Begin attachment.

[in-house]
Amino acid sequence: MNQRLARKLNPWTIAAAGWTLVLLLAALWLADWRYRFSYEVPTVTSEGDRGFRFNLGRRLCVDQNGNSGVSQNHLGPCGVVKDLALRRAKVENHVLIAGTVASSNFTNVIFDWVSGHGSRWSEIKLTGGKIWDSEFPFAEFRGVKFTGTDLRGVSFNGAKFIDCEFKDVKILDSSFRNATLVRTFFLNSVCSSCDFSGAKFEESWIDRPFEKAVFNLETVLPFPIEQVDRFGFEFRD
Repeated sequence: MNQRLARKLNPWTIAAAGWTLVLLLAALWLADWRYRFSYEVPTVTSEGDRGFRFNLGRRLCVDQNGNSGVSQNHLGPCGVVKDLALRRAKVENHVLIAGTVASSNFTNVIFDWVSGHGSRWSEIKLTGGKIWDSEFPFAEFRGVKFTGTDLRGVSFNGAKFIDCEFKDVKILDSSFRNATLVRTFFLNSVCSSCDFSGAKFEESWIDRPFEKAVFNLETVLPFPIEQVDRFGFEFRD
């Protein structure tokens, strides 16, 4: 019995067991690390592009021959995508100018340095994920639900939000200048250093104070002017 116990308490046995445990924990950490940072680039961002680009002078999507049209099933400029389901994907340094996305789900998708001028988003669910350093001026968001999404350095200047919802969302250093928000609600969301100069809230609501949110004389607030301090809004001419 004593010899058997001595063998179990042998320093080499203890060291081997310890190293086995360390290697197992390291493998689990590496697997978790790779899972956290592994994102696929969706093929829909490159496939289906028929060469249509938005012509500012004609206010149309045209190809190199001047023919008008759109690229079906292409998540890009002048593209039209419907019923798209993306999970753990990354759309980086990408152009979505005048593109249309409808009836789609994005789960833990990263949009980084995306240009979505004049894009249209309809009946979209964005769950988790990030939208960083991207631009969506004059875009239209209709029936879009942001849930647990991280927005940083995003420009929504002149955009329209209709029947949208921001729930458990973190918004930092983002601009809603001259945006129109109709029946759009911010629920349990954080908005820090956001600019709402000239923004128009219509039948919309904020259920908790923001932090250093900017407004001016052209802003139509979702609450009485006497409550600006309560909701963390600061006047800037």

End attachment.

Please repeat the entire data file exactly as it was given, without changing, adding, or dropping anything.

[in-house]
Amino acid sequence: MNQRLARKLNPWTIAAAGWTLVLLLAALWLADWRYRFSYEVPTVTSEGDRGFRFNLGRRLCVDQNGNSGVSQNHLGPCGVVKDLALRRAKVENHVLIAGTVASSNFTNVIFDWVSGHGSRWSEIKLTGGKIWDSEFPFAEFRGVKFTGTDLRGVSFNGAKFIDCEFKDVKILDSSFRNATLVRTFFLNSVCSSCDFSGAKFEESWIDRPFEKAVFNLETVLPFPIEQVDRFGFEFRD
Repeated sequence: MNQRLARKLNPWTIAAAGWTLVLLLAALWLADWRYRFSYEVPTVTSEGDRGFRFNLGRRLCVDQNGNSGVSQNHLGPCGVVKDLALRRAKVENHVLIAGTVASSNFTNVIFDWVSGHGSRWSEIKLTGGKIWDSEFPFAEFRGVKFTGTDLRGVSFNGAKFIDCEFKDVKILDSSFRNATLVRTFFLNSVCSSCDFSGAKFEESWIDRPFEKAVFNLETVLPFPIEQVDRFGFEFRD
């Protein structure tokens, strides 16, 4: 019995067991690390592009021959995508100018340095994920639900939000200048250093104070002017 116990308490046995445990924990950490940072680039961002680009002078999507049209099933400029389901994907340094996305789900998708001028988003669910350093001026968001999404350095200047919802969302250093928000609600969301100069809230609501949110004389607030301090809004001419 004593010899058997001595063998179990042998320093080499203890060291081997310890190293086995360390290697197992390291493998689990590496697997978790790779899972956290592994994102696929969706093929829909490159496939289906028929060469249509938005012509500012004609206010149309045209190809190199001047023919008008759109690229079906292409998540890009002048593209039209419907019923798209993306999970753990990354759309980086990408152009979505005048593109249309409808009836789609994005789960833990990263949009980084995306240009979505004049894009249209309809009946979209964005769950988790990030939208960083991207631009969506004059875009239209209709029936879009942001849930647990991280927005940083995003420009929504002149955009329209209709029947949208921001729930458990973190918004930092983002601009809603001259945006129109109709029946759009911010629920349990954080908005820090956001600019709402000239923004128009219509039948919309904020259920908790923001932090250093900017407004001016052209802003139509979702609450009485006497409550600006309560909701963390600061006047800037």